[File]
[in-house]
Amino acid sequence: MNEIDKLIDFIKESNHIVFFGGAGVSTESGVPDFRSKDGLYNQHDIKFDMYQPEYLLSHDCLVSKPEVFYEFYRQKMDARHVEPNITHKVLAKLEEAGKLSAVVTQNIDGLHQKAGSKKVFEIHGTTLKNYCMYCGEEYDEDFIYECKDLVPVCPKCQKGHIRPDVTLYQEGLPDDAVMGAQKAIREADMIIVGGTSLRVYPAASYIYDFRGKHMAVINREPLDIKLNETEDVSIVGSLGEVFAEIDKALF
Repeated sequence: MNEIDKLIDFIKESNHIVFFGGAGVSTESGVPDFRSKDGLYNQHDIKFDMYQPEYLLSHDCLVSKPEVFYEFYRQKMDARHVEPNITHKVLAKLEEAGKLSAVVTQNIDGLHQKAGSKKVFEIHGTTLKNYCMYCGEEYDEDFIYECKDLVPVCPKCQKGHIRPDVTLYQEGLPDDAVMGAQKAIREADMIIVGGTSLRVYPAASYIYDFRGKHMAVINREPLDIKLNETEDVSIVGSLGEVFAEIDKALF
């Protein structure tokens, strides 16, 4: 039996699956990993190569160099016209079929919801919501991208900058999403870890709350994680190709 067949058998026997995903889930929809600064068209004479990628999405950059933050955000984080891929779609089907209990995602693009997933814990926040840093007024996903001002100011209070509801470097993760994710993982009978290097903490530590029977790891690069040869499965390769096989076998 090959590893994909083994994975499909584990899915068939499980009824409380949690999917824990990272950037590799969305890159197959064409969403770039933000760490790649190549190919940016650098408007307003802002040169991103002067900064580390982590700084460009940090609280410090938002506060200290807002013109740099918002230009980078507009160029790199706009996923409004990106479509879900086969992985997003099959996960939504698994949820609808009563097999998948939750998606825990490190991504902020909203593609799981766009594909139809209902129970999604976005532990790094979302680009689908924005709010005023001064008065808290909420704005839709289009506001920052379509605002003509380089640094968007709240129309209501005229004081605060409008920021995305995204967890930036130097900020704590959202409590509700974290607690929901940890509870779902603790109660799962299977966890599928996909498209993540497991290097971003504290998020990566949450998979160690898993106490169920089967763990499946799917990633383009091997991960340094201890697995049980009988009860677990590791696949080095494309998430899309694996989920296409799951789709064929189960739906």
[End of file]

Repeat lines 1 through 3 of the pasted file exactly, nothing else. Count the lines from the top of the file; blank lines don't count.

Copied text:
[in-house]
Amino acid sequence: MNEIDKLIDFIKESNHIVFFGGAGVSTESGVPDFRSKDGLYNQHDIKFDMYQPEYLLSHDCLVSKPEVFYEFYRQKMDARHVEPNITHKVLAKLEEAGKLSAVVTQNIDGLHQKAGSKKVFEIHGTTLKNYCMYCGEEYDEDFIYECKDLVPVCPKCQKGHIRPDVTLYQEGLPDDAVMGAQKAIREADMIIVGGTSLRVYPAASYIYDFRGKHMAVINREPLDIKLNETEDVSIVGSLGEVFAEIDKALF
Repeated sequence: MNEIDKLIDFIKESNHIVFFGGAGVSTESGVPDFRSKDGLYNQHDIKFDMYQPEYLLSHDCLVSKPEVFYEFYRQKMDARHVEPNITHKVLAKLEEAGKLSAVVTQNIDGLHQKAGSKKVFEIHGTTLKNYCMYCGEEYDEDFIYECKDLVPVCPKCQKGHIRPDVTLYQEGLPDDAVMGAQKAIREADMIIVGGTSLRVYPAASYIYDFRGKHMAVINREPLDIKLNETEDVSIVGSLGEVFAEIDKALF